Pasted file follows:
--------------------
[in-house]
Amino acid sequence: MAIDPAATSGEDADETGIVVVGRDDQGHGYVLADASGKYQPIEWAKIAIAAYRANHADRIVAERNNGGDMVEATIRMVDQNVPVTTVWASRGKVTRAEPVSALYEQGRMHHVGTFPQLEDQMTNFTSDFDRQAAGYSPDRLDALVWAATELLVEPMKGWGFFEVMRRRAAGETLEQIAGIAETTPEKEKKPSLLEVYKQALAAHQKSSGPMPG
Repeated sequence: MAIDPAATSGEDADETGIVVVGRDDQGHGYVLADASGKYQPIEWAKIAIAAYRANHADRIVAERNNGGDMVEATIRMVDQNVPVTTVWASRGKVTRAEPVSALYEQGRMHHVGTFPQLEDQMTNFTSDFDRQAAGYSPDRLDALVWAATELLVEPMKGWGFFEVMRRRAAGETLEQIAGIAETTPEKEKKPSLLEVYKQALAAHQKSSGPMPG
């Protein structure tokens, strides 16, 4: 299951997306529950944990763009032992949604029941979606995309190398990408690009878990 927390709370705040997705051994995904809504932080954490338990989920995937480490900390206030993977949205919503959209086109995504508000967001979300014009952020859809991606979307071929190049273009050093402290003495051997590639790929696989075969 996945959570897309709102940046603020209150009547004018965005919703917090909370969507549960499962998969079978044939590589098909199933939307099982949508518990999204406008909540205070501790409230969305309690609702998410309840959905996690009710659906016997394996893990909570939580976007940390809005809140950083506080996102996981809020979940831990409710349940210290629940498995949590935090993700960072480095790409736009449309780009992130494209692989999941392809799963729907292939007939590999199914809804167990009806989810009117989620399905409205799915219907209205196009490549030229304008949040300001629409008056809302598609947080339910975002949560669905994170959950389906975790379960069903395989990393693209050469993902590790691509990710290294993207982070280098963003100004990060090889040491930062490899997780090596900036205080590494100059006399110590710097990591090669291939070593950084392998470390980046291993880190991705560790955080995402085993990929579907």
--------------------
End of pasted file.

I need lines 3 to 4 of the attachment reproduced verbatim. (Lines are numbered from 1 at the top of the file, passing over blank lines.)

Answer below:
Repeated sequence: MAIDPAATSGEDADETGIVVVGRDDQGHGYVLADASGKYQPIEWAKIAIAAYRANHADRIVAERNNGGDMVEATIRMVDQNVPVTTVWASRGKVTRAEPVSALYEQGRMHHVGTFPQLEDQMTNFTSDFDRQAAGYSPDRLDALVWAATELLVEPMKGWGFFEVMRRRAAGETLEQIAGIAETTPEKEKKPSLLEVYKQALAAHQKSSGPMPG
């Protein structure tokens, strides 16, 4: 299951997306529950944990763009032992949604029941979606995309190398990408690009878990 927390709370705040997705051994995904809504932080954490338990989920995937480490900390206030993977949205919503959209086109995504508000967001979300014009952020859809991606979307071929190049273009050093402290003495051997590639790929696989075969 996945959570897309709102940046603020209150009547004018965005919703917090909370969507549960499962998969079978044939590589098909199933939307099982949508518990999204406008909540205070501790409230969305309690609702998410309840959905996690009710659906016997394996893990909570939580976007940390809005809140950083506080996102996981809020979940831990409710349940210290629940498995949590935090993700960072480095790409736009449309780009992130494209692989999941392809799963729907292939007939590999199914809804167990009806989810009117989620399905409205799915219907209205196009490549030229304008949040300001629409008056809302598609947080339910975002949560669905994170959950389906975790379960069903395989990393693209050469993902590790691509990710290294993207982070280098963003100004990060090889040491930062490899997780090596900036205080590494100059006399110590710097990591090669291939070593950084392998470390980046291993880190991705560790955080995402085993990929579907």